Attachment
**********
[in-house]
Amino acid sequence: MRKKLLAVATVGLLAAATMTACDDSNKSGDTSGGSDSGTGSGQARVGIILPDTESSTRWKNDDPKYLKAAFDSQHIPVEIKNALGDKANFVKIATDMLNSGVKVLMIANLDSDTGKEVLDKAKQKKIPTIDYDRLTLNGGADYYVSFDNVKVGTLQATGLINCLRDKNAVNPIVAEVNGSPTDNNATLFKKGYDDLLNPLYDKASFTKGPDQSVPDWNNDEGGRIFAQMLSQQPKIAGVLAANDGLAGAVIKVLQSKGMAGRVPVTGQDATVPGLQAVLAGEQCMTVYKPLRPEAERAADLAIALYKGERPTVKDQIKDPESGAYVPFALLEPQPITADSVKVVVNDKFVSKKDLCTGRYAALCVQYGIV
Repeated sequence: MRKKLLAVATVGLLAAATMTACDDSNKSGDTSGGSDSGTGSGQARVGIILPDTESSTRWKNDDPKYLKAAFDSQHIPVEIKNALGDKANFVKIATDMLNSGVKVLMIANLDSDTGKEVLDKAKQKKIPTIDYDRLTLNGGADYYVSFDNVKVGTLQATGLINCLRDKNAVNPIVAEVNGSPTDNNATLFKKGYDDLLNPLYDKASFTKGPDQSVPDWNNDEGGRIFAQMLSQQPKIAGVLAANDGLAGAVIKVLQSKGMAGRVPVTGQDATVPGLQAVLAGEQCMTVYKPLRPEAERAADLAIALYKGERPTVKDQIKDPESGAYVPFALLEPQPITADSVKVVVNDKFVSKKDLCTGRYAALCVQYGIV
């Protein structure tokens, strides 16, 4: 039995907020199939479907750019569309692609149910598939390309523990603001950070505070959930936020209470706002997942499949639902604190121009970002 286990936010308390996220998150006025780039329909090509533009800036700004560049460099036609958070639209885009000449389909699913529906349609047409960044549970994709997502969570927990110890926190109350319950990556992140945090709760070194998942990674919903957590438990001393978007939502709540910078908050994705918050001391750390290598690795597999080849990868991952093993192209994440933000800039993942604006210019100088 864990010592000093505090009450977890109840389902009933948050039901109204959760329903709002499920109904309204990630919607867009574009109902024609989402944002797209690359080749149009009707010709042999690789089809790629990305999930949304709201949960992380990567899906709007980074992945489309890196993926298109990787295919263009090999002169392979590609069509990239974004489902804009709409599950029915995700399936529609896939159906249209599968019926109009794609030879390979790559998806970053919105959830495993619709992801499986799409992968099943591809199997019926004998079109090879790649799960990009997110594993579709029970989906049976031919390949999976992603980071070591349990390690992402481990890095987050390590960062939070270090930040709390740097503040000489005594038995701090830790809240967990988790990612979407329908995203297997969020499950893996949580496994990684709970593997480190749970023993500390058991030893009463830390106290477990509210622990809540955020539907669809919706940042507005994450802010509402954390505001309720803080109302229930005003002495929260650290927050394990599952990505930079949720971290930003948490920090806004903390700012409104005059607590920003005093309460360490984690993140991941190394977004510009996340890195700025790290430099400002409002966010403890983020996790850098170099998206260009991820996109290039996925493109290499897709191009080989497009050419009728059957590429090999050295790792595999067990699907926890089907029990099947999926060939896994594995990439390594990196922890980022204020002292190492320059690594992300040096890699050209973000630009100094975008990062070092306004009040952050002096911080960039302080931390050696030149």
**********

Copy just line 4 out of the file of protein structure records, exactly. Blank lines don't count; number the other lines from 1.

């Protein structure tokens, strides 16, 4: 039995907020199939479907750019569309692609149910598939390309523990603001950070505070959930936020209470706002997942499949639902604190121009970002 286990936010308390996220998150006025780039329909090509533009800036700004560049460099036609958070639209885009000449389909699913529906349609047409960044549970994709997502969570927990110890926190109350319950990556992140945090709760070194998942990674919903957590438990001393978007939502709540910078908050994705918050001391750390290598690795597999080849990868991952093993192209994440933000800039993942604006210019100088 864990010592000093505090009450977890109840389902009933948050039901109204959760329903709002499920109904309204990630919607867009574009109902024609989402944002797209690359080749149009009707010709042999690789089809790629990305999930949304709201949960992380990567899906709007980074992945489309890196993926298109990787295919263009090999002169392979590609069509990239974004489902804009709409599950029915995700399936529609896939159906249209599968019926109009794609030879390979790559998806970053919105959830495993619709992801499986799409992968099943591809199997019926004998079109090879790649799960990009997110594993579709029970989906049976031919390949999976992603980071070591349990390690992402481990890095987050390590960062939070270090930040709390740097503040000489005594038995701090830790809240967990988790990612979407329908995203297997969020499950893996949580496994990684709970593997480190749970023993500390058991030893009463830390106290477990509210622990809540955020539907669809919706940042507005994450802010509402954390505001309720803080109302229930005003002495929260650290927050394990599952990505930079949720971290930003948490920090806004903390700012409104005059607590920003005093309460360490984690993140991941190394977004510009996340890195700025790290430099400002409002966010403890983020996790850098170099998206260009991820996109290039996925493109290499897709191009080989497009050419009728059957590429090999050295790792595999067990699907926890089907029990099947999926060939896994594995990439390594990196922890980022204020002292190492320059690594992300040096890699050209973000630009100094975008990062070092306004009040952050002096911080960039302080931390050696030149």